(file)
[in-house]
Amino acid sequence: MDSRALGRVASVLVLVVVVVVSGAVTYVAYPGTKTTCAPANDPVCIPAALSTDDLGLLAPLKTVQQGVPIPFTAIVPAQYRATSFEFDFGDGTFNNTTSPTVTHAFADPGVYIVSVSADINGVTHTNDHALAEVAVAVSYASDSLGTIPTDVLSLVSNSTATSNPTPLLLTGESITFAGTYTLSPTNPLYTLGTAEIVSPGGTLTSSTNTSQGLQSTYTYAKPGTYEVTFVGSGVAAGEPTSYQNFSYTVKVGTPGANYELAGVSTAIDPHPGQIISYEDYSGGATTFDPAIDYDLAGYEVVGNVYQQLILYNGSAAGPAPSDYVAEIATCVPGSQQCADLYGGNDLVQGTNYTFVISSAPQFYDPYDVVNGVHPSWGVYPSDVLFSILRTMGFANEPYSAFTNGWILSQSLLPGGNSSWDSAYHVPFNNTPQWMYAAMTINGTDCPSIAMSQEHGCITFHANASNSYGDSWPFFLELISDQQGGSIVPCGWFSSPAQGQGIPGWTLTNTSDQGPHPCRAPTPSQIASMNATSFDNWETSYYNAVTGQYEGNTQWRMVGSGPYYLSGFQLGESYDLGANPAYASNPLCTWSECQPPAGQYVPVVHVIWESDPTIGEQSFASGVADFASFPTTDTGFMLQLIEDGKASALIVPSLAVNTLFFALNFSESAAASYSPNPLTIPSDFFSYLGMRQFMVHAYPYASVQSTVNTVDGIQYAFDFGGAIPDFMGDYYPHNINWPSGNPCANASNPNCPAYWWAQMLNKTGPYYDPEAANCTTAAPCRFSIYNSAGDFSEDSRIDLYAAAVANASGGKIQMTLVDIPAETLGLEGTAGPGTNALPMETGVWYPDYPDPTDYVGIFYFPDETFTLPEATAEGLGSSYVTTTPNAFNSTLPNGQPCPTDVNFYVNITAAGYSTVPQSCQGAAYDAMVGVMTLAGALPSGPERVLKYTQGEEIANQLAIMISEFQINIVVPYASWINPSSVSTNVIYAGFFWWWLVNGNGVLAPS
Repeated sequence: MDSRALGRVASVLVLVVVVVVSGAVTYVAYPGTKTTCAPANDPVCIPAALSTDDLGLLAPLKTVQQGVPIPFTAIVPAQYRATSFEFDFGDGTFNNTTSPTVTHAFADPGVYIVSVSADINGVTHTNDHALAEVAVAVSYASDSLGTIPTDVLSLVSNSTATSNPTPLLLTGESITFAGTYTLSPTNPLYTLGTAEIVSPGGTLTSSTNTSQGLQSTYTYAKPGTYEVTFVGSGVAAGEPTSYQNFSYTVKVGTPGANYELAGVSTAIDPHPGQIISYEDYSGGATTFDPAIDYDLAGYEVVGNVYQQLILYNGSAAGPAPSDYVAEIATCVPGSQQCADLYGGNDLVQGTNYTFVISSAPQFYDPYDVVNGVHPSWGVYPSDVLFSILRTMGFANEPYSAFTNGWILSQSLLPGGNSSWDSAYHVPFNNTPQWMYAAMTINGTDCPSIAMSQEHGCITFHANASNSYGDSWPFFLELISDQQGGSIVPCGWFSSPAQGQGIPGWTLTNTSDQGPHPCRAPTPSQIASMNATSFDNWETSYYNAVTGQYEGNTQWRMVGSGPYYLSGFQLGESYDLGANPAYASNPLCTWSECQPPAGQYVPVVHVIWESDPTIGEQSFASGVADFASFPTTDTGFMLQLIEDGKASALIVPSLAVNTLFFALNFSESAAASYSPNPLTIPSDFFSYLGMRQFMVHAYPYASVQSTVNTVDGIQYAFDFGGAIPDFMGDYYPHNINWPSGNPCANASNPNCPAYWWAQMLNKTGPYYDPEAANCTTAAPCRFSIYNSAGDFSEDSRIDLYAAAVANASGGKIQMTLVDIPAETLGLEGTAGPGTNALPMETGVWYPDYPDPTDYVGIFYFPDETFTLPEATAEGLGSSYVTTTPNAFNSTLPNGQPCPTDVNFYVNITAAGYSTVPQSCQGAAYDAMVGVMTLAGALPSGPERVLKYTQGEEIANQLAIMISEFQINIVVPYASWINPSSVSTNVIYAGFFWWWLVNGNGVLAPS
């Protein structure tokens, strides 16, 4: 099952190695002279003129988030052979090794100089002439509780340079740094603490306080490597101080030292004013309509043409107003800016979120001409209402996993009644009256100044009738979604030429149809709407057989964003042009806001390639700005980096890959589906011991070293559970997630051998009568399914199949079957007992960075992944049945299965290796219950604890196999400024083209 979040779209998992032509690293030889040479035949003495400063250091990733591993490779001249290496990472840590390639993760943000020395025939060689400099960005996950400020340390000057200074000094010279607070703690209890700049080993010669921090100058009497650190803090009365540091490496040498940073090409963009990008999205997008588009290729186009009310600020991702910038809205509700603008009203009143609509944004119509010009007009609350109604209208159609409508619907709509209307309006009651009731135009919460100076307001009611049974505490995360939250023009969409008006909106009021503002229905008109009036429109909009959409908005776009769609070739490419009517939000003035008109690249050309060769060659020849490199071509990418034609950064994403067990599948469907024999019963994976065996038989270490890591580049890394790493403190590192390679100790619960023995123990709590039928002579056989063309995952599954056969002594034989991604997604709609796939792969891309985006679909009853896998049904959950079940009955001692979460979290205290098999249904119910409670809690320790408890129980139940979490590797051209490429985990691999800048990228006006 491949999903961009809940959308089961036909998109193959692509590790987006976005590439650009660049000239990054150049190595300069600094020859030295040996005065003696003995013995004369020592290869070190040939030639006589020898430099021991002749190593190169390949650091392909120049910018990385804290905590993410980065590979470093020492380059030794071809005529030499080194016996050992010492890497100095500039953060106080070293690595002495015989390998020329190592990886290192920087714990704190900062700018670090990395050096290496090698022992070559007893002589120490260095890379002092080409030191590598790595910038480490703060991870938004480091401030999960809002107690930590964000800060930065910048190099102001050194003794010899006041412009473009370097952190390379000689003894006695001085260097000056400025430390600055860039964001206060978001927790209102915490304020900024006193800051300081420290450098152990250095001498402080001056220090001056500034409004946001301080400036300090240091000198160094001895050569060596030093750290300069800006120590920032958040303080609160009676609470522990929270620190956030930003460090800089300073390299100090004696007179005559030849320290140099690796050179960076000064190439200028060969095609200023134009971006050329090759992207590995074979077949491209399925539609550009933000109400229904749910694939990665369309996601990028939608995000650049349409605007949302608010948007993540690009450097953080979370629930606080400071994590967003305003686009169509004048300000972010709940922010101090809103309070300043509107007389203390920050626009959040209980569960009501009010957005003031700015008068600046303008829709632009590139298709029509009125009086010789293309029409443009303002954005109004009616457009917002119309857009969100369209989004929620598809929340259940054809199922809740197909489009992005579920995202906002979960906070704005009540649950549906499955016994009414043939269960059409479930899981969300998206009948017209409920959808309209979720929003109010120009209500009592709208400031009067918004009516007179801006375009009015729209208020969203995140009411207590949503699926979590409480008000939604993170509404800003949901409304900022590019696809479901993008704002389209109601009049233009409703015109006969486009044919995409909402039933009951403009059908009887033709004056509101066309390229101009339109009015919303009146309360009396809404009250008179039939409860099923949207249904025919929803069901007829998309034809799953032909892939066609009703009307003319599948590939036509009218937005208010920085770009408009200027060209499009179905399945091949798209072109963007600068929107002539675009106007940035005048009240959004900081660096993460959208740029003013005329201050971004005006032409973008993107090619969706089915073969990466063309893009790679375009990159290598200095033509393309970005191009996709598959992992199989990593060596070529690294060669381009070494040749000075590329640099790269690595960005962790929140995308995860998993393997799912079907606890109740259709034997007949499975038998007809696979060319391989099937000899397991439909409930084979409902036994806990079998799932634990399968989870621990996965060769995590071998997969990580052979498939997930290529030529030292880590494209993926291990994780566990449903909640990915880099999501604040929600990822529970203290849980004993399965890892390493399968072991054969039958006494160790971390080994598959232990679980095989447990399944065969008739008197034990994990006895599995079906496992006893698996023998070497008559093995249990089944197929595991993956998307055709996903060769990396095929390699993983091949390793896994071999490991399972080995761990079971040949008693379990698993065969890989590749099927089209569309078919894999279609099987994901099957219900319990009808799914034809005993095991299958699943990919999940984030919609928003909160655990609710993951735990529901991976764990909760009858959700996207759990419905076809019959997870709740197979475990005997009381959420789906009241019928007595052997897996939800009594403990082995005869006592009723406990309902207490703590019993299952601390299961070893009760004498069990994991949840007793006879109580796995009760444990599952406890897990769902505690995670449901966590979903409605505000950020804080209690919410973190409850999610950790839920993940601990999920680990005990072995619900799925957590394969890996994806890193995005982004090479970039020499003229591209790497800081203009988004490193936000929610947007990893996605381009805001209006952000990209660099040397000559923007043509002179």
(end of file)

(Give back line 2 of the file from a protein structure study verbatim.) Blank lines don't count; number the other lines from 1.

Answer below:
Amino acid sequence: MDSRALGRVASVLVLVVVVVVSGAVTYVAYPGTKTTCAPANDPVCIPAALSTDDLGLLAPLKTVQQGVPIPFTAIVPAQYRATSFEFDFGDGTFNNTTSPTVTHAFADPGVYIVSVSADINGVTHTNDHALAEVAVAVSYASDSLGTIPTDVLSLVSNSTATSNPTPLLLTGESITFAGTYTLSPTNPLYTLGTAEIVSPGGTLTSSTNTSQGLQSTYTYAKPGTYEVTFVGSGVAAGEPTSYQNFSYTVKVGTPGANYELAGVSTAIDPHPGQIISYEDYSGGATTFDPAIDYDLAGYEVVGNVYQQLILYNGSAAGPAPSDYVAEIATCVPGSQQCADLYGGNDLVQGTNYTFVISSAPQFYDPYDVVNGVHPSWGVYPSDVLFSILRTMGFANEPYSAFTNGWILSQSLLPGGNSSWDSAYHVPFNNTPQWMYAAMTINGTDCPSIAMSQEHGCITFHANASNSYGDSWPFFLELISDQQGGSIVPCGWFSSPAQGQGIPGWTLTNTSDQGPHPCRAPTPSQIASMNATSFDNWETSYYNAVTGQYEGNTQWRMVGSGPYYLSGFQLGESYDLGANPAYASNPLCTWSECQPPAGQYVPVVHVIWESDPTIGEQSFASGVADFASFPTTDTGFMLQLIEDGKASALIVPSLAVNTLFFALNFSESAAASYSPNPLTIPSDFFSYLGMRQFMVHAYPYASVQSTVNTVDGIQYAFDFGGAIPDFMGDYYPHNINWPSGNPCANASNPNCPAYWWAQMLNKTGPYYDPEAANCTTAAPCRFSIYNSAGDFSEDSRIDLYAAAVANASGGKIQMTLVDIPAETLGLEGTAGPGTNALPMETGVWYPDYPDPTDYVGIFYFPDETFTLPEATAEGLGSSYVTTTPNAFNSTLPNGQPCPTDVNFYVNITAAGYSTVPQSCQGAAYDAMVGVMTLAGALPSGPERVLKYTQGEEIANQLAIMISEFQINIVVPYASWINPSSVSTNVIYAGFFWWWLVNGNGVLAPS